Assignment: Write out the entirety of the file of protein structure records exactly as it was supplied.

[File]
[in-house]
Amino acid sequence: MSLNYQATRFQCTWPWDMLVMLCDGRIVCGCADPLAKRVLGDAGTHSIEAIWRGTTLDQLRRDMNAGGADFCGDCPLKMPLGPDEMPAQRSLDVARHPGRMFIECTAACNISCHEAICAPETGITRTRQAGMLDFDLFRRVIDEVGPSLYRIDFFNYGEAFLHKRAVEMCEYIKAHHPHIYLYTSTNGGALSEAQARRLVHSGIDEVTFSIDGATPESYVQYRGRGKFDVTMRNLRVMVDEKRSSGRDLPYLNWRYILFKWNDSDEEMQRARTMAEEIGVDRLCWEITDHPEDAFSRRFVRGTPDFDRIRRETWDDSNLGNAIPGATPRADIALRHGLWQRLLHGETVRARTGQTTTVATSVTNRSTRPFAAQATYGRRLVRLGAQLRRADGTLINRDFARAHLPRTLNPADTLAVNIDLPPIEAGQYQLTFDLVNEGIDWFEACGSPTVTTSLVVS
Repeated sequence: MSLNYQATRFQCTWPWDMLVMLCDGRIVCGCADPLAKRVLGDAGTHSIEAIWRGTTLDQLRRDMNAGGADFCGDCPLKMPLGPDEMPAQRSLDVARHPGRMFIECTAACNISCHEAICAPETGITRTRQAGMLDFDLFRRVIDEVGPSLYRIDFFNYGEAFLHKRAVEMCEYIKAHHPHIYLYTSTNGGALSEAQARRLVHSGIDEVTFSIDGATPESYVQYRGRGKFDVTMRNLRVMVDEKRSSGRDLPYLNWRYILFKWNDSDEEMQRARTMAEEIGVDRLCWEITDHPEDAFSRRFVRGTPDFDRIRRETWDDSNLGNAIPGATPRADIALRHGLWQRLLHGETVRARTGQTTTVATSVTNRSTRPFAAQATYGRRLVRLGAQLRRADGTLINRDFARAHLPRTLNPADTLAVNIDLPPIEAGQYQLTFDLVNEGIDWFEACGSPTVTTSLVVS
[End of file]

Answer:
[in-house]
Amino acid sequence: MSLNYQATRFQCTWPWDMLVMLCDGRIVCGCADPLAKRVLGDAGTHSIEAIWRGTTLDQLRRDMNAGGADFCGDCPLKMPLGPDEMPAQRSLDVARHPGRMFIECTAACNISCHEAICAPETGITRTRQAGMLDFDLFRRVIDEVGPSLYRIDFFNYGEAFLHKRAVEMCEYIKAHHPHIYLYTSTNGGALSEAQARRLVHSGIDEVTFSIDGATPESYVQYRGRGKFDVTMRNLRVMVDEKRSSGRDLPYLNWRYILFKWNDSDEEMQRARTMAEEIGVDRLCWEITDHPEDAFSRRFVRGTPDFDRIRRETWDDSNLGNAIPGATPRADIALRHGLWQRLLHGETVRARTGQTTTVATSVTNRSTRPFAAQATYGRRLVRLGAQLRRADGTLINRDFARAHLPRTLNPADTLAVNIDLPPIEAGQYQLTFDLVNEGIDWFEACGSPTVTTSLVVS
Repeated sequence: MSLNYQATRFQCTWPWDMLVMLCDGRIVCGCADPLAKRVLGDAGTHSIEAIWRGTTLDQLRRDMNAGGADFCGDCPLKMPLGPDEMPAQRSLDVARHPGRMFIECTAACNISCHEAICAPETGITRTRQAGMLDFDLFRRVIDEVGPSLYRIDFFNYGEAFLHKRAVEMCEYIKAHHPHIYLYTSTNGGALSEAQARRLVHSGIDEVTFSIDGATPESYVQYRGRGKFDVTMRNLRVMVDEKRSSGRDLPYLNWRYILFKWNDSDEEMQRARTMAEEIGVDRLCWEITDHPEDAFSRRFVRGTPDFDRIRRETWDDSNLGNAIPGATPRADIALRHGLWQRLLHGETVRARTGQTTTVATSVTNRSTRPFAAQATYGRRLVRLGAQLRRADGTLINRDFARAHLPRTLNPADTLAVNIDLPPIEAGQYQLTFDLVNEGIDWFEACGSPTVTTSLVVS